WavLink Halo Base review

The WavLink Halo Base is a budget mesh Wi-Fi system that almost delivers

WavLink Halo Base X2 on kitchen table
(Image: © WavLink)

Tom's Guide Verdict

Cheapskates take notice, the $60 WavLink Halo Base two-part kit is among the least expensive ways to set up a mesh network, but can it keep a data hungry family happy?

Pros

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    Two-part mesh kit

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    Four antenna design

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    Touch to connect technology

Cons

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    Tech support not 24/7

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    Poor Performance

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    Some LAN ports are 100Mbps

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WavLink Halo Base: Specs

Wi-Fi Spec: AC1200
Number of Antennas/Removable: 4/No
Ports: Router—1 WAN, 2 LAN gigabit per second and 100Mbps; node: 2 LAN gigabit per second, 1 LAN 100Mbps
Processor/Memory/Storage: 575Mhz/64MB/8MB
Peak 802.11ac performance: 409.1Mbps (at 15 feet)
Range: 95 feet
Size: 4.0 x 3.6 x 3.6 inches
Estimated Annual Electricity Cost: $17.05 for two devices

The WavLink Halo Base X2 mesh kit may be among the cheapest around, but it fell short on overall performance and had one of the hardest setup procedures to crack. In addition to mixing networking ports for gigabit per second and 100Mbps wired Ethernet, the Halo kit has a unique TouchLink feature that can connect a device without entering the password, something we don’t fully endorse from a security point of view. 

Our WavLink Halo Base X2 review will help you decide if this budget mesh kit is good enough or if you’d be better off paying a bit more for one of the best mesh Wi-Fi systems instead.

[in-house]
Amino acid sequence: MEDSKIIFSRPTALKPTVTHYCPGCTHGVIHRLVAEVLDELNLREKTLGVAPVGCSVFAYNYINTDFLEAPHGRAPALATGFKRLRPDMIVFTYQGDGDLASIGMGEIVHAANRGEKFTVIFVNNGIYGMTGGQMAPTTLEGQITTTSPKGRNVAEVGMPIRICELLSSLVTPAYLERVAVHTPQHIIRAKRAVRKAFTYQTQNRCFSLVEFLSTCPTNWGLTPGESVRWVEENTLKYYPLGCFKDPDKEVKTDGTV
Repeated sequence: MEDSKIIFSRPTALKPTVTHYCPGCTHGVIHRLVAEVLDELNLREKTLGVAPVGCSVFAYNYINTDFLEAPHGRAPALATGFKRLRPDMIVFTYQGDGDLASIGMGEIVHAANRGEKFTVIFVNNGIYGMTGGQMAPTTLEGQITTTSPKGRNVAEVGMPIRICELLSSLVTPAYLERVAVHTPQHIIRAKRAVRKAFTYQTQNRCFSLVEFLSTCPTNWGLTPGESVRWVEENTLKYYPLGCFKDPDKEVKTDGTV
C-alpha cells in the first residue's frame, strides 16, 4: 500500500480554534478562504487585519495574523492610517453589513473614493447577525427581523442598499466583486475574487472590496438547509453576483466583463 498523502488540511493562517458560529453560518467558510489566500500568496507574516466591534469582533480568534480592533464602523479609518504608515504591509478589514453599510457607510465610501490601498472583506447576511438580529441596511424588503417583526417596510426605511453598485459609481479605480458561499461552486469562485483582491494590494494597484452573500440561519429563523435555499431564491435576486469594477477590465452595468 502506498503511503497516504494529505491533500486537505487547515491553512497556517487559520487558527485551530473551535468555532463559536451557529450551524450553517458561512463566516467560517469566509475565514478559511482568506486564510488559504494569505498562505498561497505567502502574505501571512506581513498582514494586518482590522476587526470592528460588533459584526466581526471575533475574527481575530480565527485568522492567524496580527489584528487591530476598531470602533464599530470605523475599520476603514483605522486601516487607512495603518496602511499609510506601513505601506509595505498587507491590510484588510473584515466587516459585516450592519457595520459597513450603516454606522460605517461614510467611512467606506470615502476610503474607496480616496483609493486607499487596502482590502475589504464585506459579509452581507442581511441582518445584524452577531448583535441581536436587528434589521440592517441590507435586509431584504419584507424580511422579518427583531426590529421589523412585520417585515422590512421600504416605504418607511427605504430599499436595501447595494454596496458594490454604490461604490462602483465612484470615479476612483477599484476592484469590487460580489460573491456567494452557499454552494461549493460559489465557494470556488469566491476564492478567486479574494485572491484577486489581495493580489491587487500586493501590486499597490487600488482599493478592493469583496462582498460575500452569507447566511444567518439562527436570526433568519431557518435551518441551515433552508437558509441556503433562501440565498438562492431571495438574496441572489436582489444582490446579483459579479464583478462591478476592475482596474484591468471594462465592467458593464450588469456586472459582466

Based on a pair of Wi-Fi 5 devices, the WavLink Halo Base two-part mesh kit sells for an economical $60, making it among the cheapest around. The three-piece kit goes for a still-reasonable $90, but the company doesn’t sell single nodes. 

According to WavLink, the two units can cover 3,000 square feet. A three pack is for larger homes of about 4,500 square feet. In addition to mesh kits, WavLink sells Thunderbolt and USB docks as well as outdoor Wi-Fi products.

Based on small-rounded cubes, the WavLink Halo Base two-part kit is similar to the small pyramids found in the MeshForce M3. At 4.0 x 3.6 x 3.6 inches, the Halo Base devices are about 10 percent smaller than the MeshForce router. 

Although they look alike, the router and node are different and preconfigured. The router I looked at had a blue top while the node’s is white. Either way, they are easy to stash on a bookshelf but lack a way to hang on a wall. I could not find any mounting brackets made for the WavLink gear, although the devices are light enough to attach with Velcro tape.

Underneath each unit are holes that allow cooling air to flow into and through the device and out a vent at the top. The system never got hot even when being stressed. 

Each unit has an LED light on top that shows the network’s status. A blue light shows everything is connected and online while red means that the system is disconnected. 

Top view of WavLink Halo Base X2

(Image credit: Tom's Guide)

Under the surface, the WavLink Halo Base is powered by a MediaTek MT7620A Wi-Fi chip. It has a 580MHz processor, 64MB of RAM and 8MB of storage space for holding the network’s firmware and settings. All told, the units carry an AC1200 rating that can move 300Mbps over its 2.4GHz and 867Mbps over a 5GHz link.

With some of the technology that more expensive mesh products use, the Halo Base has beamforming to adapt the transmissions to the receiving systems. However, it can’t use 160MHz high-performance data channels or connect a storage drive via a USB port. The network does without any extra security software and is limited to the outdated WPA2 encryption standard.

WavLink takes this a step further with the Halo’s unique TouchLink system. To connect all you do is press the top of the router or node; no password needed. Obviously, this is a feature that should only be considered if you know (and trust) who will be at your home.